Through Their Eyes Exploring what inclusion means for gifted learners

Inclusive education...we've all heard the mantra; the imperative to create inclusive learning environments for all students. Don't get me wrong...I absolutely agree with this sentiment; inclusion is undeniably central to setting learners up for educational success...but how is it that the primary measures of inclusion focus on the evaluation of what we do in our schools without first beginning with a learner-centered approach? If we don't take the time to see through the eyes of our children and young people, how are we to understand what students actually need in order to feel included? The perspectives of learners ought to be as central in our reflections on practice as those of whanau, other professionals, research-based literature and policy. So where is student voice and agency when it comes to considering inclusion in schools?

It is time for us to move beyond focusing on 'making' learning environments inclusive. All too often it would seem, children are expected to fit within what is viewed by educators as sufficently inclusive offerings, and accordingly, expected to respond in a way that expresses that they feel a sense of safety, belonging and even gratitude - regardless of how they might actually be feeling. Rather, we need to be earnestly seeking student voice and empowering learner agency to ensure that inclusion is a co-constructed reality for each and every child...not just another thing that we do for learners. Ensuring inclusive education is a process - not an end point - and a process in which we must choose to engage in actively with students. As the New Zealand Education Review Office (2015, para. 7) states, it is critical that students with special education needs, (which include those who exhibit gifted and talented characteristics, see New Zealand Ministry of Education, 2015), are valued, and that as a part of ensuring inclusion for this group of learners:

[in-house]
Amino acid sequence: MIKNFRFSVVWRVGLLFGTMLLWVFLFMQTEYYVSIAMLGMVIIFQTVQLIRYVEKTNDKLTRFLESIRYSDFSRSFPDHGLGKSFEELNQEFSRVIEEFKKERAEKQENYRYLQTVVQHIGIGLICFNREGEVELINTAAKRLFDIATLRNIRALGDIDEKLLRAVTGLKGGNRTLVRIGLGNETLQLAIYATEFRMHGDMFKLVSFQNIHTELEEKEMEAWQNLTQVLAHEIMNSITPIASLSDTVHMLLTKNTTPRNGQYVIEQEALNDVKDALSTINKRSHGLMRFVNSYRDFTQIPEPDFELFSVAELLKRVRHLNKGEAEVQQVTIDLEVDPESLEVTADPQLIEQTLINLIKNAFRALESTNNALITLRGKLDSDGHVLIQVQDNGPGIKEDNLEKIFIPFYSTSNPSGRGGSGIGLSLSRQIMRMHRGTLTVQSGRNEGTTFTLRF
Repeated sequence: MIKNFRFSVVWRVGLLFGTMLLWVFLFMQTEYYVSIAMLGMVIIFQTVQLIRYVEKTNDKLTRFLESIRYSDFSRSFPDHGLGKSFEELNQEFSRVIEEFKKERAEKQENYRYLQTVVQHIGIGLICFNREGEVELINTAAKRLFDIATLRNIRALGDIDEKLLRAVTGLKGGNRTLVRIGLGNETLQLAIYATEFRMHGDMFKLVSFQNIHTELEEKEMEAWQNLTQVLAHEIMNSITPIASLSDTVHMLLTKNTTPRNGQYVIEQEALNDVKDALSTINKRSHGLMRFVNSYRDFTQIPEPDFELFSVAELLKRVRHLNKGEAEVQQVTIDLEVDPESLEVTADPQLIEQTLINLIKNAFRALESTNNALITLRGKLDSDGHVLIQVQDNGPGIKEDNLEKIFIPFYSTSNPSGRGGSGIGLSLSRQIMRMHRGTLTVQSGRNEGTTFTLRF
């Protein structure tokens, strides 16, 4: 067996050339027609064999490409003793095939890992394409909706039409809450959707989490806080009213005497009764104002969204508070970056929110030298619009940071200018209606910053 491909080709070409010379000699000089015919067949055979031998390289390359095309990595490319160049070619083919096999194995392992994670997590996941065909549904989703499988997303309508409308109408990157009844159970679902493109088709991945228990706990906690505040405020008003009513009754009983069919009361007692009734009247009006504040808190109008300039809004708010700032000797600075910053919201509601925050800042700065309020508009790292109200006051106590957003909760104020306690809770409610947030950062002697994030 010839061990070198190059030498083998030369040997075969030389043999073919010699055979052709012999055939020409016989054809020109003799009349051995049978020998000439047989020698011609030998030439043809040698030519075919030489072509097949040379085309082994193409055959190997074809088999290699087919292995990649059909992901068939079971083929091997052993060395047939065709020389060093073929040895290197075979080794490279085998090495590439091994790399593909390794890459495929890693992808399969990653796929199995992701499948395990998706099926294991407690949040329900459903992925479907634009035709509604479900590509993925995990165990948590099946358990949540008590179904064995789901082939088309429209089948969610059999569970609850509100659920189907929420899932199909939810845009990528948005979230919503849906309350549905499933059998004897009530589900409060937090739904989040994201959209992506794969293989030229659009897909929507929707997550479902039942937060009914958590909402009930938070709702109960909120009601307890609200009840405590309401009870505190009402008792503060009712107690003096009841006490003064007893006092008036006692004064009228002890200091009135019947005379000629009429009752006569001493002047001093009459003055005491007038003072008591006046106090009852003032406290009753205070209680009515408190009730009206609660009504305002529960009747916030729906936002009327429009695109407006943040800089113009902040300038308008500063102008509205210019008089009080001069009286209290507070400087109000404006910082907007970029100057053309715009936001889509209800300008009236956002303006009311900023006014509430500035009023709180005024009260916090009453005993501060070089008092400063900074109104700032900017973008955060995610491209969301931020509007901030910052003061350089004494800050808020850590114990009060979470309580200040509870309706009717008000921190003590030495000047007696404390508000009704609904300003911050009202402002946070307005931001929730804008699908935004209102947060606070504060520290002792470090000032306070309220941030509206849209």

The school seeks and uses the student’s point of view about what supports their inclusion and learning (decision-making)

So I put forward the question; are we putting our energies into crafting environments which are inclusive of all students, or inclusive for all students? Given that centres and schools are for children, should it not be the latter? Perhaps a simple shift in our language might be enough to bring about the beginnings of change in how we view what inclusion really means for learners.

We need to see through the eyes of our children and young people.

Research conducted by Jansen, Otten, van der Zee and Jans (2014) suggests that an inclusive learning environment is one where a learner has a sense of belonging and feels safe to be their authentic self. Yet we hear over and over again, from learners, their whanau, educators and through research, that finding a good fit for gifted learners can be a major challenge. When an environment fails to be inclusive for gifted learners and results in a mismatch between child and environment, it often comes at a serious cost, for the child and their family.